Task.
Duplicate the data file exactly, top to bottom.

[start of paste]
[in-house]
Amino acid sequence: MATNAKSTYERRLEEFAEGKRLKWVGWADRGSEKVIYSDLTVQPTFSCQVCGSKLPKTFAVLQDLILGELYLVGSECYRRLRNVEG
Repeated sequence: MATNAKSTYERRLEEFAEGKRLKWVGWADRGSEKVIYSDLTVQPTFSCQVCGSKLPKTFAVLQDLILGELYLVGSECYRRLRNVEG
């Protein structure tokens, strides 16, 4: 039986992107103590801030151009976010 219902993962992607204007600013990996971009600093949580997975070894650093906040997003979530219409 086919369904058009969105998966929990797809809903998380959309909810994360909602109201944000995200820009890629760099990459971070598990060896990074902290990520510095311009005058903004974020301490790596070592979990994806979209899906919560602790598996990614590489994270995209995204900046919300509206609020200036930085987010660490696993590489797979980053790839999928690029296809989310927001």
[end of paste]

[in-house]
Amino acid sequence: MATNAKSTYERRLEEFAEGKRLKWVGWADRGSEKVIYSDLTVQPTFSCQVCGSKLPKTFAVLQDLILGELYLVGSECYRRLRNVEG
Repeated sequence: MATNAKSTYERRLEEFAEGKRLKWVGWADRGSEKVIYSDLTVQPTFSCQVCGSKLPKTFAVLQDLILGELYLVGSECYRRLRNVEG
């Protein structure tokens, strides 16, 4: 039986992107103590801030151009976010 219902993962992607204007600013990996971009600093949580997975070894650093906040997003979530219409 086919369904058009969105998966929990797809809903998380959309909810994360909602109201944000995200820009890629760099990459971070598990060896990074902290990520510095311009005058903004974020301490790596070592979990994806979209899906919560602790598996990614590489994270995209995204900046919300509206609020200036930085987010660490696993590489797979980053790839999928690029296809989310927001």